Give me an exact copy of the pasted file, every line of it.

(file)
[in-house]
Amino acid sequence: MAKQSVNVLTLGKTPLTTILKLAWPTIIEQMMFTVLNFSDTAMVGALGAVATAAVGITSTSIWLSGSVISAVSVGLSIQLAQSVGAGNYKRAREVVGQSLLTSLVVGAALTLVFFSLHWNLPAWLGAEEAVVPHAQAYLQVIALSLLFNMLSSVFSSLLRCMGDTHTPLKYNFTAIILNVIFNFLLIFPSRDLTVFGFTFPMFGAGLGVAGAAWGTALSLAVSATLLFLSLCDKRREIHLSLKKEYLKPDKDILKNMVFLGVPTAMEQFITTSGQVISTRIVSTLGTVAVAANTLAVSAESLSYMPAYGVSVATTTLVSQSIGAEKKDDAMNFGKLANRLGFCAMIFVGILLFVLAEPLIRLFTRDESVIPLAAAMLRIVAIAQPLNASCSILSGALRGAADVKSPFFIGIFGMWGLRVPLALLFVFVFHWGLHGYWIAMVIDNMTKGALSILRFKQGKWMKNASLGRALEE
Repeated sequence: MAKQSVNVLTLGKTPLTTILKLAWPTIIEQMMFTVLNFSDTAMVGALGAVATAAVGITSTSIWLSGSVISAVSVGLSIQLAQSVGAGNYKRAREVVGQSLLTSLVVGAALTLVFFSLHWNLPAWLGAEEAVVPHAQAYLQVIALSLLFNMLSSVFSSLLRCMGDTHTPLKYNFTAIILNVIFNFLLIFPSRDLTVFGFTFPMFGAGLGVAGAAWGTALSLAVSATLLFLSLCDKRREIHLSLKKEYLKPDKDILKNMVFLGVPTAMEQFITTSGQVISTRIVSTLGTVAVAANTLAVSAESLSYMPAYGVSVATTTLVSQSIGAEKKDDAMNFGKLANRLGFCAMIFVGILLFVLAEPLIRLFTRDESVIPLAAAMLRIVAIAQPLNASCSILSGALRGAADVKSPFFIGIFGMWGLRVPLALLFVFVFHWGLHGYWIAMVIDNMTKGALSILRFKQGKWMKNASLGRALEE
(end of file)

[in-house]
Amino acid sequence: MAKQSVNVLTLGKTPLTTILKLAWPTIIEQMMFTVLNFSDTAMVGALGAVATAAVGITSTSIWLSGSVISAVSVGLSIQLAQSVGAGNYKRAREVVGQSLLTSLVVGAALTLVFFSLHWNLPAWLGAEEAVVPHAQAYLQVIALSLLFNMLSSVFSSLLRCMGDTHTPLKYNFTAIILNVIFNFLLIFPSRDLTVFGFTFPMFGAGLGVAGAAWGTALSLAVSATLLFLSLCDKRREIHLSLKKEYLKPDKDILKNMVFLGVPTAMEQFITTSGQVISTRIVSTLGTVAVAANTLAVSAESLSYMPAYGVSVATTTLVSQSIGAEKKDDAMNFGKLANRLGFCAMIFVGILLFVLAEPLIRLFTRDESVIPLAAAMLRIVAIAQPLNASCSILSGALRGAADVKSPFFIGIFGMWGLRVPLALLFVFVFHWGLHGYWIAMVIDNMTKGALSILRFKQGKWMKNASLGRALEE
Repeated sequence: MAKQSVNVLTLGKTPLTTILKLAWPTIIEQMMFTVLNFSDTAMVGALGAVATAAVGITSTSIWLSGSVISAVSVGLSIQLAQSVGAGNYKRAREVVGQSLLTSLVVGAALTLVFFSLHWNLPAWLGAEEAVVPHAQAYLQVIALSLLFNMLSSVFSSLLRCMGDTHTPLKYNFTAIILNVIFNFLLIFPSRDLTVFGFTFPMFGAGLGVAGAAWGTALSLAVSATLLFLSLCDKRREIHLSLKKEYLKPDKDILKNMVFLGVPTAMEQFITTSGQVISTRIVSTLGTVAVAANTLAVSAESLSYMPAYGVSVATTTLVSQSIGAEKKDDAMNFGKLANRLGFCAMIFVGILLFVLAEPLIRLFTRDESVIPLAAAMLRIVAIAQPLNASCSILSGALRGAADVKSPFFIGIFGMWGLRVPLALLFVFVFHWGLHGYWIAMVIDNMTKGALSILRFKQGKWMKNASLGRALEE